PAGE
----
The role of radiotherapy in skin cancer
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René Botha explains when radiotherapy is appropriate to be used as treatment for skin cancer and the types of skin cancer it can be used for.
The skin is the largest organ of the body and skin cancer is one of the most commonly diagnosed cancers. When skin cancers are diagnosed early, most can be cured.
Skin cancers are classified according to which cell type within the skin they originate from and are divided into melanoma and non-melanoma skin cancers. The most common non-melanoma skin cancers are basal cell carcinoma (BCC) and squamous cell carcinoma (SCC).
Regarding early skin cancers, the mainstay of treatment is surgical excision. For non-melanoma BCCs and SCCs, there are other treatment options which may be appropriate. The number one priority of treatment is eradication of the tumour, however, good functional and cosmetic results are also important considerations.
The treatment modalities for BCC and SCC include surgery, skin creams, photodynamic therapy and radiotherapy. In cases where modalities have similar cure rates but the functional or cosmetic results differ, the modality that provides the better functional or cosmetic result is preferable. Although surgery remains the preferred treatment modality of treatment, radiotherapy still plays a role.
Radiotherapy, the application of X-ray radiation to the cancerous area, is an effective treatment for SCC and BCC. When surgical removal of BCC and SCC may be difficult, in areas of recurrence, or when the tumours are located in places of functional or cosmetic significance, such as the face, eyelids, lips, nose and ears, radiotherapy may be chosen instead.
The main advantage of radiotherapy is that it’s non-invasive. The disadvantages include cost, multiple daily treatments over four to seven weeks, and chronic skin and soft tissues changes.
Radiotherapy may be delivered by different modalities and entails attending short, daily treatments at a specialised treatment unit for up to seven weeks. The duration of treatment is dependent on the treatment intent, the area being treated and the modality used. Where cosmesis is of more concern and when the treatment area is overlying critical structures, the treatment may need to be spaced out over a longer period.
Superficial skin lesions may be treated with kilovoltage X-rays or with electrons. Kilovoltage X-rays require a specialised treatment unit, whereas electrons can be delivered by a linear accelerator, which is also used to deliver megavoltage X-rays. Linear accelerators are more readily available than the kilovoltage units.
For larger, or deeply infiltrating tumours, megavoltage X-rays may be needed. Advanced techniques, such as intensity-modulated radiation therapy may be used when the tumour is near critical structures.
Brachytherapy, which includes temporary implants, superficial applicators, or permanent implants may be used in certain areas.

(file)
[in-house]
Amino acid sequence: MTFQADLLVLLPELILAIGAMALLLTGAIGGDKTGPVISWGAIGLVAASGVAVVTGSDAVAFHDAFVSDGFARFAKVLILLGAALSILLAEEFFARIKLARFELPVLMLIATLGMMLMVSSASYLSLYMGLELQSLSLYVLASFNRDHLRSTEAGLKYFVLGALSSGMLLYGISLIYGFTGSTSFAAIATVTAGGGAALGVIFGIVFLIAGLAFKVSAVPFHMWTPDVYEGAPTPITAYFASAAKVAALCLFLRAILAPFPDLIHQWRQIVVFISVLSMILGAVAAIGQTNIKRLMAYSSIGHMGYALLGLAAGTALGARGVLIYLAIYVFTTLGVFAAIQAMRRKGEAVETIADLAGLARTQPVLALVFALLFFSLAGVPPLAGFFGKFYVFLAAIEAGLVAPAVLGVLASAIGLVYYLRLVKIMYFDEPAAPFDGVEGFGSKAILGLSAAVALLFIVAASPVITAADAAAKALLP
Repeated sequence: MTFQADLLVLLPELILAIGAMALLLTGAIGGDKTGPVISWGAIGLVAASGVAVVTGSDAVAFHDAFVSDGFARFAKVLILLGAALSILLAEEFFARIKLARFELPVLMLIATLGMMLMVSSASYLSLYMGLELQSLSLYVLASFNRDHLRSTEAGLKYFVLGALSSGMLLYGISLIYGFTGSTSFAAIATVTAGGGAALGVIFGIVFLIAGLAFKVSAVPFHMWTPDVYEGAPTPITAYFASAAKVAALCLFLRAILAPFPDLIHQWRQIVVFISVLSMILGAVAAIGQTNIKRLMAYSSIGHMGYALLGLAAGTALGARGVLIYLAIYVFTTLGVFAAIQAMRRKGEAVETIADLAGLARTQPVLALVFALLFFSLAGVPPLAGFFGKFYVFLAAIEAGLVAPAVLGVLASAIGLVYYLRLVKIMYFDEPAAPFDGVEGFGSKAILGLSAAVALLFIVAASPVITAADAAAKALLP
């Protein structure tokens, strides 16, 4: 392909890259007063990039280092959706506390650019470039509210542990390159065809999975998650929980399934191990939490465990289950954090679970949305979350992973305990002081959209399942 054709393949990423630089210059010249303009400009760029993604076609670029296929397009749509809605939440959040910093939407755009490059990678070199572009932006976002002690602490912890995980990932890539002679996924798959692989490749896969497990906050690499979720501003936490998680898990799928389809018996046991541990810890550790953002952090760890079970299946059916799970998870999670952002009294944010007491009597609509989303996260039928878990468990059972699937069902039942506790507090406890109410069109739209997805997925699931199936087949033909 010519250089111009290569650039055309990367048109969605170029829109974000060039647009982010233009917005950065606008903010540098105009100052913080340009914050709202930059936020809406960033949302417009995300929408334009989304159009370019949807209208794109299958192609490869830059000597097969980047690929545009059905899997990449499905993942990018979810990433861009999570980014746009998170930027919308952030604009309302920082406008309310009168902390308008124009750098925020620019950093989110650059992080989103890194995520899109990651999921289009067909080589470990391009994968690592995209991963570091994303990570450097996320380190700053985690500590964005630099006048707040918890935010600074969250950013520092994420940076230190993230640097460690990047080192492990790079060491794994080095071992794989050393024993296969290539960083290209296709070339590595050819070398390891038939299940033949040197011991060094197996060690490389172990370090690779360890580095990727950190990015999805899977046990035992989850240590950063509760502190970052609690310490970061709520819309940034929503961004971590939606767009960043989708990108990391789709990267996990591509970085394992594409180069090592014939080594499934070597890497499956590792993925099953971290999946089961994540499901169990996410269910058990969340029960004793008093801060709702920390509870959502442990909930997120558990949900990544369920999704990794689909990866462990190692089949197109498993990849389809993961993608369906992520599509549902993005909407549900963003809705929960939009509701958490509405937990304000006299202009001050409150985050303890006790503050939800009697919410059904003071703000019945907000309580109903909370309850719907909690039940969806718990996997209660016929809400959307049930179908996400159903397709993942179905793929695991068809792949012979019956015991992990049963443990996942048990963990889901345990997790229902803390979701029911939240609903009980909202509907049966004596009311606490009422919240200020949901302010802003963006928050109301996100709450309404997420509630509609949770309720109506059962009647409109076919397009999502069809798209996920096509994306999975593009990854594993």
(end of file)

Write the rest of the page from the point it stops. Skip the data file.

This modality is used sparingly and requires specialised equipment and expertise.
The selected modality would depend on the size, depth of invasion, location of the tumour and which modality is available.
The side effects are divided into early effects, which occur during the treatment and in the weeks after, and late effects, which may occur in the months to years following treatment.
Early effects may include inflammatory redness of the skin, pigment changes in the skin, skin peeling (desquamation), hair loss, and decreased or absent sweat and oil production from the glands in the skin.
The skin will never go back to its pre-treatment state. The late side effects may include the skin having a firmer, rougher appearance due to fibrosis, areas of redness with dilated capillaries appearing on the treated skin (telangiectasia), increased sun sensitivity with areas of pigment changes in the treated area, and the skin may be thinner and more susceptible to injury.
The biggest key to successful skin cancer treatment is early diagnosis. It’s advisable to routinely consult a dermatologist for regular assessments. Self-inspection on a regular basis is also useful to detect any changes which may need investigation.
The ABCDE rule tells us what to watch for:
- Asymmetry: irregular shape.
- Border: blurry or irregularly shaped edges.
- Colour: mole with more than one colour.
- Diameter: larger than a pencil eraser (6 mm).
- Evolution: enlarging, changing in shape, colour, or size.
- Washington CM, Leaver DT. Principles and practice of radiation therapy. 4th ed. St. Louis, MO: Mosby; 2015.
- Skin cancer information [Internet]. The Skin Cancer Foundation. 2018 [cited 2023 Mar 5]. Available from: https://www.skincancer.org/skin-cancer-information/
- UpToDate [Internet]. Uptodate.com. [cited 2023 Mar 5]. Available from: https://www.uptodate.com/contents/non-melanoma-skin-cancer-the-basics?search=types%20of%20skin%20cancer%20&source=search_result&selectedTitle=1~150&usage_type=default&display_rank=1
- Skin cancer [Internet]. Cleveland Clinic. [cited 2023 Mar 5]. Available from: https://my.clevelandclinic.org/health/diseases/15818-skin-cancer
MEET THE EXPERT – René Botha
René Botha is a radiotherapist with a special interest in treatment planning. She works in private practice and is based at the Wits University Donald Gordon Medical Centre.
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